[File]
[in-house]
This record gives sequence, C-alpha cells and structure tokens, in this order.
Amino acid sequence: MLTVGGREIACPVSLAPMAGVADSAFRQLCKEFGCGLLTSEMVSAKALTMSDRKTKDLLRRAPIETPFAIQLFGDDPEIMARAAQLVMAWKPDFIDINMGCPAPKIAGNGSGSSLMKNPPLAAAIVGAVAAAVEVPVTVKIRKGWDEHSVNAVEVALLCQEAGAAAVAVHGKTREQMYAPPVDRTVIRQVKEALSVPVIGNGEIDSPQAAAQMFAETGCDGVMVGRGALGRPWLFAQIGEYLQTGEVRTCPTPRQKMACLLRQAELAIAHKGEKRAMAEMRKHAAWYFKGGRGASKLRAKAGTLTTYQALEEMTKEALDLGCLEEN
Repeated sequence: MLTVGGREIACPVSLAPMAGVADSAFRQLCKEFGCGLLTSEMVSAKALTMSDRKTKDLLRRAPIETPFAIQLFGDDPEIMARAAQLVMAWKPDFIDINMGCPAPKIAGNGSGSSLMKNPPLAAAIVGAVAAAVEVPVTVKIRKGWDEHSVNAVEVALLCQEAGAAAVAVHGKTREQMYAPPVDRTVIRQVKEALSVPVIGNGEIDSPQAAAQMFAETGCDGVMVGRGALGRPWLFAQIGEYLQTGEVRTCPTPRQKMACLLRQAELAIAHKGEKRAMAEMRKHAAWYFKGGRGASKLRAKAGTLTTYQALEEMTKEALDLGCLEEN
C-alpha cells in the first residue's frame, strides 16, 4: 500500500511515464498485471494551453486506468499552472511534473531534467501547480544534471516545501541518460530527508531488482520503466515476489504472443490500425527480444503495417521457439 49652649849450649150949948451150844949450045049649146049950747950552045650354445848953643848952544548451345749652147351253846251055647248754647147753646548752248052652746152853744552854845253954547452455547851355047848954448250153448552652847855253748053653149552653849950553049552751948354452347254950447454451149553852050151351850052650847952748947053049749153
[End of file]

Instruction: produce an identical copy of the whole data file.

[in-house]
This record gives sequence, C-alpha cells and structure tokens, in this order.
Amino acid sequence: MLTVGGREIACPVSLAPMAGVADSAFRQLCKEFGCGLLTSEMVSAKALTMSDRKTKDLLRRAPIETPFAIQLFGDDPEIMARAAQLVMAWKPDFIDINMGCPAPKIAGNGSGSSLMKNPPLAAAIVGAVAAAVEVPVTVKIRKGWDEHSVNAVEVALLCQEAGAAAVAVHGKTREQMYAPPVDRTVIRQVKEALSVPVIGNGEIDSPQAAAQMFAETGCDGVMVGRGALGRPWLFAQIGEYLQTGEVRTCPTPRQKMACLLRQAELAIAHKGEKRAMAEMRKHAAWYFKGGRGASKLRAKAGTLTTYQALEEMTKEALDLGCLEEN
Repeated sequence: MLTVGGREIACPVSLAPMAGVADSAFRQLCKEFGCGLLTSEMVSAKALTMSDRKTKDLLRRAPIETPFAIQLFGDDPEIMARAAQLVMAWKPDFIDINMGCPAPKIAGNGSGSSLMKNPPLAAAIVGAVAAAVEVPVTVKIRKGWDEHSVNAVEVALLCQEAGAAAVAVHGKTREQMYAPPVDRTVIRQVKEALSVPVIGNGEIDSPQAAAQMFAETGCDGVMVGRGALGRPWLFAQIGEYLQTGEVRTCPTPRQKMACLLRQAELAIAHKGEKRAMAEMRKHAAWYFKGGRGASKLRAKAGTLTTYQALEEMTKEALDLGCLEEN
C-alpha cells in the first residue's frame, strides 16, 4: 500500500511515464498485471494551453486506468499552472511534473531534467501547480544534471516545501541518460530527508531488482520503466515476489504472443490500425527480444503495417521457439 49652649849450649150949948451150844949450045049649146049950747950552045650354445848953643848952544548451345749652147351253846251055647248754647147753646548752248052652746152853744552854845253954547452455547851355047848954448250153448552652847855253748053653149552653849950553049552751948354452347254950447454451149553852050151351850052650847952748947053049749153